Chen Wen-chin, head of the fishermen association in Keelung
Foto: An Rong Xu / DER SPIEGEL
Beijing’s tone toward Taiwan is becoming increasingly aggressive, and most of those living on the island are unprepared for a war against its oversized neighbor. Some, though, are trying to change that.
https://www.spiegel.de-By Katharina Graça Peters in Taipei
The waves from the typhoon crash into the port of Keelung as gusts of wind tug on Chen Wen-chin’s jacket. His gray hair wet from the rain, he points to the ships bobbing in the waves at the quay. A number of fishermen will soon be heading out to sea without knowing if they will be able sell their merchandise. The storm is the least of Chen’s worries.
Keelung is located in the northeast of Taiwan. In the flower-decorated temples, seafarers pray for a bountiful catch. Chen is extremely familiar with the waters here, having bought his first boat when he was in his early 20s. Now, at age 59, he is head of the city’s association of fishermen, and he has a problem.
The season for hairtail fish will soon start, the coveted predatory fish. Last year, around 80 percent of the catch went to China, says Chen – who has now sought shelter from the elements in a port warehouse – and there were 13 containers at the port each day ready to haul the fish away.
But recently, China’s government banned the import of hairtail fish, along with hundreds of other Taiwanese products. Many here believe it is an act of political revenge. “Who is supposed to buy the fish?” Chen asks. “The fishermen don’t understand why they have become the plaything of politics.”
The Taiwan conflict has intensified in recent months. Chinese leadership is openly threatening the island nation, which Beijing views as a breakaway province.
Following the visit of outgoing U.S. Speaker of the House Nancy Pelosi to the capital of Taipei in August, Beijing responded with economic sanctions and military exercises at sea, with the Chinese navy coming closer to the coast of Taiwan than ever before. Almost daily, drones from the mainland fly across the Taiwan Strait, Chinese warplanes buzz past or warships approach the coast. China is not only Taiwan’s largest trading partner, it is also the country’s greatest threat.
With its aggressive posturing, China is also laying down the gauntlet to the United States, which has long been the most dominant power in the Pacific and which supports Taiwan politically and militarily. On the sidelines of the recent G-20 summit, Chinese President Xi Jinping warned U.S. President Joe Biden to avoid meddling in the domestic affairs of his country. “Reunification” with Taiwan, Xi said, was the Chinese people’s wish.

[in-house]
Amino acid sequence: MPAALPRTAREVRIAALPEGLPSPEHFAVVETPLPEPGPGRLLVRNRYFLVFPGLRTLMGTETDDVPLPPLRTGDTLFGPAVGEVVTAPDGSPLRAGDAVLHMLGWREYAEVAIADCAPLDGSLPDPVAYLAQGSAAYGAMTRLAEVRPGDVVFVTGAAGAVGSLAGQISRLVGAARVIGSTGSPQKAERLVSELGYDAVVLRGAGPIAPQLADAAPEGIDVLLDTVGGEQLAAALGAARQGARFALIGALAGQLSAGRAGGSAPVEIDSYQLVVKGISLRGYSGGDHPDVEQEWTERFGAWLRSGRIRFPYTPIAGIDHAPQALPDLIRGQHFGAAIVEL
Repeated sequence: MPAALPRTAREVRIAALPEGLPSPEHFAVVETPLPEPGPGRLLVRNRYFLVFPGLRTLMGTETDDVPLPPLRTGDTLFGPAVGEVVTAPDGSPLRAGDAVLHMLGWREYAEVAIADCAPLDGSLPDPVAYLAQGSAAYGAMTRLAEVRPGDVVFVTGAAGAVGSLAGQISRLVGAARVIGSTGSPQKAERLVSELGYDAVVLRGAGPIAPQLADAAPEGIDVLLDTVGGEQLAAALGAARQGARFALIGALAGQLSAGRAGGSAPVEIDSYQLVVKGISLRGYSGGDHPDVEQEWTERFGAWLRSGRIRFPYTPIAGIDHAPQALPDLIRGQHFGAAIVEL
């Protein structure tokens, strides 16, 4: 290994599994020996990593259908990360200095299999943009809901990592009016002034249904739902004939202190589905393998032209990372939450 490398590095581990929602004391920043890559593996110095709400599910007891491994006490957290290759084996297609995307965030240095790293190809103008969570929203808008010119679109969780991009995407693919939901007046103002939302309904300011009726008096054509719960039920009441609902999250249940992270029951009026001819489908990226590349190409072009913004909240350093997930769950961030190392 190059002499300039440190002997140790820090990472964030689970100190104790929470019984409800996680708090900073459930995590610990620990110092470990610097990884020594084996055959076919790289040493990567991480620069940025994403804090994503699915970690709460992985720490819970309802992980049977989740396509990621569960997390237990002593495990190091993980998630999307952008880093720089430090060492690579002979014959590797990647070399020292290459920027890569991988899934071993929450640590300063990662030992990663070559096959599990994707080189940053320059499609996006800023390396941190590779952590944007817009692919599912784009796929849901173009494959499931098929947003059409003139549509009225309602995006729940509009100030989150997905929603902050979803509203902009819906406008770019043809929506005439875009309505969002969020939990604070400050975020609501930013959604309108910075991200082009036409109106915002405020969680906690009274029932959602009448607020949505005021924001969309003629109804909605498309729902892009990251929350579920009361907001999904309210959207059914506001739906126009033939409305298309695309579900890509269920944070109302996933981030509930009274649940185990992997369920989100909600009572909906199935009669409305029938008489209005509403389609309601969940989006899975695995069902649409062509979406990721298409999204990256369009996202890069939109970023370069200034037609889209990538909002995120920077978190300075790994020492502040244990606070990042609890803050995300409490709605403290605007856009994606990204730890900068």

Domestically, Xi’s message has been even less guarded. If necessary, he said at the Communist Party Congress in October, the reintegration of Taiwan must be pushed through with force. In his thinking, China’s “national rejuvenation” must include Taiwan. And if they don’t want to be part of it, they’ll have to be forced.
Many Taiwanese react to such threats with the stoicism of a people that has already lived through multiple crises. In their day-to-day lives, the people of Taiwan don’t let the political tensions get to them. Office workers in Taipei head to work on the subway, cooks prepare their dishes as always. “Where are we supposed to go? We’re an island,” says one young woman. “If we ever horde food, then we do so for holiday celebrations.”
“The most dangerous place on Earth,” is how the British newsmagazine The Economist recently described Taiwan, but on a recent visit, it didn’t feel particularly threatening. On a bike ride around the presidential palace in Taipei, you’ll see more palm trees than soldiers. But a growing uneasiness can also be felt. Suddenly, conversations more often include the question: “Do you think there will be war?”
The fears were triggered by the Russian invasion of Ukraine, but intensified by China’s military maneuvering. The private company Kuma Academy provides training in such disciplines as seeking shelter in times of war and applying bandages to wounds – and their courses are fuller than ever. Visa agencies, meanwhile, have been receiving an increased number of queries since the summer regarding how to obtain foreign passports.